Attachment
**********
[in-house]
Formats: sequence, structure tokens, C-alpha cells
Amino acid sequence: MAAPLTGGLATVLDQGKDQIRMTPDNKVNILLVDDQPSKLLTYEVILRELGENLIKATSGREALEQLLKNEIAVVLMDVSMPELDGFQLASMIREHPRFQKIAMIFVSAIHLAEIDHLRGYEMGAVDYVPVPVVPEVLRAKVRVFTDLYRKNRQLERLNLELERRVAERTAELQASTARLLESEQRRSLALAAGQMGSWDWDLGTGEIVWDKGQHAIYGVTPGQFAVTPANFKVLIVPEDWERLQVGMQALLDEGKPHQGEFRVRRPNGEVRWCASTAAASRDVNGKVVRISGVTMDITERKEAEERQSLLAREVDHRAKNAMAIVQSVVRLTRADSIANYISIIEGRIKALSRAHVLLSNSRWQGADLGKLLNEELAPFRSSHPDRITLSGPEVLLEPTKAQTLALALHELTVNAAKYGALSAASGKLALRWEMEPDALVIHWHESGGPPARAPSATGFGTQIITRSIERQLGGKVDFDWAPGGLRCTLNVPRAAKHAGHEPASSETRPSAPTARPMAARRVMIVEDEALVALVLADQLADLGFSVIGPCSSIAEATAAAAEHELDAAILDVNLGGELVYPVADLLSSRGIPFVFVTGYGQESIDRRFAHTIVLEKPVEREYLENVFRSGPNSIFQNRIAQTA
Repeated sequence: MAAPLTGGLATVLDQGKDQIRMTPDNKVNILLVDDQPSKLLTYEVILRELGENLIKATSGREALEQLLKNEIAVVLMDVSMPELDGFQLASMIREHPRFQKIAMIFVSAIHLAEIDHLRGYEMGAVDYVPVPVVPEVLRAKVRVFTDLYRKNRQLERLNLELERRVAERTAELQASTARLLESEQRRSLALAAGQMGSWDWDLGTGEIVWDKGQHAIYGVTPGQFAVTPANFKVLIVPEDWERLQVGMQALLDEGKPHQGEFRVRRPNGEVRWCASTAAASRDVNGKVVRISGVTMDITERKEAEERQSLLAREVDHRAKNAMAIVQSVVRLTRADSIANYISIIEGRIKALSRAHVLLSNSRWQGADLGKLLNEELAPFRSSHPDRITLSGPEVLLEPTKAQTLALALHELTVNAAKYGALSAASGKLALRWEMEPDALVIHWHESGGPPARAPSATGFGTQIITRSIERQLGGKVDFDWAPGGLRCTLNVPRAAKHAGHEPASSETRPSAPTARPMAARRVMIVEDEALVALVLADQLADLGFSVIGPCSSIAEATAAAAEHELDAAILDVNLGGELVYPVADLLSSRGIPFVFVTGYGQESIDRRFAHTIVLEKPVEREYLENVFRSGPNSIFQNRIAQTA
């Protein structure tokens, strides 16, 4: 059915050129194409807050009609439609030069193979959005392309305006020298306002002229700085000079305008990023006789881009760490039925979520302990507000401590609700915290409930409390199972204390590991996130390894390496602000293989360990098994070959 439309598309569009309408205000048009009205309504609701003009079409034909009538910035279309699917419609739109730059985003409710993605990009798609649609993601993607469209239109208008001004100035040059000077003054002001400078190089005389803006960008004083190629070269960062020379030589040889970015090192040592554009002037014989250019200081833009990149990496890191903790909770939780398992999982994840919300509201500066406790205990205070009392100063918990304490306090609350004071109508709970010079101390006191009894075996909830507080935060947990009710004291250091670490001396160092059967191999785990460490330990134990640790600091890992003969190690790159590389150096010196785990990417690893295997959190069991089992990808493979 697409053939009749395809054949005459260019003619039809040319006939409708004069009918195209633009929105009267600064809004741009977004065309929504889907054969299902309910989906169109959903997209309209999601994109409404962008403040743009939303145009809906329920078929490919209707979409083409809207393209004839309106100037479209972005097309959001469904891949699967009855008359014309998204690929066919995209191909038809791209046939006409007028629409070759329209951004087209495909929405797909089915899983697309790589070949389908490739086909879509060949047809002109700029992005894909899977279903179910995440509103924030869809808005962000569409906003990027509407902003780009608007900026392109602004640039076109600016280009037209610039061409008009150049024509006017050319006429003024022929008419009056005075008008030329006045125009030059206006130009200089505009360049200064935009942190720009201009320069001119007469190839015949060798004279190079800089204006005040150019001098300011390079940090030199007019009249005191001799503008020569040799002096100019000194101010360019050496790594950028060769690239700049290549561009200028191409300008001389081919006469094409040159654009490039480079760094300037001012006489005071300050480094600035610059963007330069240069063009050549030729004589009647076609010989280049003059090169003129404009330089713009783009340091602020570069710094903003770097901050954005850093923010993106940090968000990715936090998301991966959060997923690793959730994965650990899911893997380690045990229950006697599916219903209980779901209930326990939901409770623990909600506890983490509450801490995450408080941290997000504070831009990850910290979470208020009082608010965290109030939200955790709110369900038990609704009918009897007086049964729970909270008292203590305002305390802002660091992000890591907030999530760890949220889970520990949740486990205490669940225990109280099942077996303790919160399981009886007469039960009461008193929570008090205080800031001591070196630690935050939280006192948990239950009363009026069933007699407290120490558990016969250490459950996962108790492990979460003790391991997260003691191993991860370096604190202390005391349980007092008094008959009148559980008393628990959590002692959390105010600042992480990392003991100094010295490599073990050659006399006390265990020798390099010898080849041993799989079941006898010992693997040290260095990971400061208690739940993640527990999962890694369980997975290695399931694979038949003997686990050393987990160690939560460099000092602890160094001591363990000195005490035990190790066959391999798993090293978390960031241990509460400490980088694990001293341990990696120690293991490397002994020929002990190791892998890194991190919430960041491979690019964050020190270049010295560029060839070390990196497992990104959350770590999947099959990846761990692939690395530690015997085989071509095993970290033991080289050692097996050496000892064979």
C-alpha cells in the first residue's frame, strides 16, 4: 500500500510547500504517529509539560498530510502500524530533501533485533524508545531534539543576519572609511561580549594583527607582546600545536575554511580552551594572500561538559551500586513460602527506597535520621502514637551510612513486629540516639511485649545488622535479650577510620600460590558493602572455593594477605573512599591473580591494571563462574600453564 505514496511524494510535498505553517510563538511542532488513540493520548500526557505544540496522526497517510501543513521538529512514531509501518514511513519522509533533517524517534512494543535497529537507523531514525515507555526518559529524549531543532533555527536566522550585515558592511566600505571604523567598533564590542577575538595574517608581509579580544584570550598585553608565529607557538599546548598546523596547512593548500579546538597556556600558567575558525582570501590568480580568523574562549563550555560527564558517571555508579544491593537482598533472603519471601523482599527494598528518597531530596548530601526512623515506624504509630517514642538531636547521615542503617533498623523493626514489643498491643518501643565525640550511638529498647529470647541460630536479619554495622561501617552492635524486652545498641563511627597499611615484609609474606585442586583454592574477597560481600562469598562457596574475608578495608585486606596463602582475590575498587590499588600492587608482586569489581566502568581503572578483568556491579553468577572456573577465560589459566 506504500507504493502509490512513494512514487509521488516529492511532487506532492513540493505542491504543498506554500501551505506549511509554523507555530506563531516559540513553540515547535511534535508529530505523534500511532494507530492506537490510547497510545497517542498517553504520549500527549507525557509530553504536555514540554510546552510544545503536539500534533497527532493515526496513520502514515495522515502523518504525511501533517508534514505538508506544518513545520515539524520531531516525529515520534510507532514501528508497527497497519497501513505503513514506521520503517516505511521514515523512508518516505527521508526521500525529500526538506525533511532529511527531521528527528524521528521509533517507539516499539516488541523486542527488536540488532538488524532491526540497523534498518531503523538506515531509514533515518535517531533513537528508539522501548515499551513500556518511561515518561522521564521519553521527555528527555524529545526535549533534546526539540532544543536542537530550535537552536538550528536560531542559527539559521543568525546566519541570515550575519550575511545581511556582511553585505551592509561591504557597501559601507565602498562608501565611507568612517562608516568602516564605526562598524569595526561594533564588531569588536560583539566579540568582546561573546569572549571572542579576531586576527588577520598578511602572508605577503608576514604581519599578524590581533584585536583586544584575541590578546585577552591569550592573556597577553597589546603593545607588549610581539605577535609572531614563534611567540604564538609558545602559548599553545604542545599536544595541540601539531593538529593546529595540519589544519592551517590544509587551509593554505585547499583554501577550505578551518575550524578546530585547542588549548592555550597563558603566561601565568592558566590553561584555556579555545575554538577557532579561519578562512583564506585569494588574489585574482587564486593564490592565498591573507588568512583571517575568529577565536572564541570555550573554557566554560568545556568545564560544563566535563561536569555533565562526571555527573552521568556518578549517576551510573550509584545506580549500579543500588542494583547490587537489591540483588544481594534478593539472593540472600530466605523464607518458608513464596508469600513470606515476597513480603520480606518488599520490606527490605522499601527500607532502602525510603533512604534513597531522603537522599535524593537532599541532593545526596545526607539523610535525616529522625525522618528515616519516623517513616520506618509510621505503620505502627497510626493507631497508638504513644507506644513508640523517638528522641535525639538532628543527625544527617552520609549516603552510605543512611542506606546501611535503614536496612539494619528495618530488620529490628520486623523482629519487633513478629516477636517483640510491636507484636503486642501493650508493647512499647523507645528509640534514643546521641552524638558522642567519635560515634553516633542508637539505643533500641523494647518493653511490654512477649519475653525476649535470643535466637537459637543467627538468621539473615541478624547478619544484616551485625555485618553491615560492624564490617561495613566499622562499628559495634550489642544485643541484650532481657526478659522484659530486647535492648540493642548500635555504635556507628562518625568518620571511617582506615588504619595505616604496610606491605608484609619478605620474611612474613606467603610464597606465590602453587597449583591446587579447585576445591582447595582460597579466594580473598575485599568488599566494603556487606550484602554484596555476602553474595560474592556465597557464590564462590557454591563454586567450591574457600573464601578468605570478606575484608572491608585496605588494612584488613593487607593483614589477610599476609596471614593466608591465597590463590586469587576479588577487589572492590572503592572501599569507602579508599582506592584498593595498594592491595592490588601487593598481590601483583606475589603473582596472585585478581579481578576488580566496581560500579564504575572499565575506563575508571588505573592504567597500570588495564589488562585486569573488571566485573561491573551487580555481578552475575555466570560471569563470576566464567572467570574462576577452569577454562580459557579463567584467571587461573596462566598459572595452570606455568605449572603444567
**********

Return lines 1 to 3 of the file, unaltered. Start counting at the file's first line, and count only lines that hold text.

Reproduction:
[in-house]
Formats: sequence, structure tokens, C-alpha cells
Amino acid sequence: MAAPLTGGLATVLDQGKDQIRMTPDNKVNILLVDDQPSKLLTYEVILRELGENLIKATSGREALEQLLKNEIAVVLMDVSMPELDGFQLASMIREHPRFQKIAMIFVSAIHLAEIDHLRGYEMGAVDYVPVPVVPEVLRAKVRVFTDLYRKNRQLERLNLELERRVAERTAELQASTARLLESEQRRSLALAAGQMGSWDWDLGTGEIVWDKGQHAIYGVTPGQFAVTPANFKVLIVPEDWERLQVGMQALLDEGKPHQGEFRVRRPNGEVRWCASTAAASRDVNGKVVRISGVTMDITERKEAEERQSLLAREVDHRAKNAMAIVQSVVRLTRADSIANYISIIEGRIKALSRAHVLLSNSRWQGADLGKLLNEELAPFRSSHPDRITLSGPEVLLEPTKAQTLALALHELTVNAAKYGALSAASGKLALRWEMEPDALVIHWHESGGPPARAPSATGFGTQIITRSIERQLGGKVDFDWAPGGLRCTLNVPRAAKHAGHEPASSETRPSAPTARPMAARRVMIVEDEALVALVLADQLADLGFSVIGPCSSIAEATAAAAEHELDAAILDVNLGGELVYPVADLLSSRGIPFVFVTGYGQESIDRRFAHTIVLEKPVEREYLENVFRSGPNSIFQNRIAQTA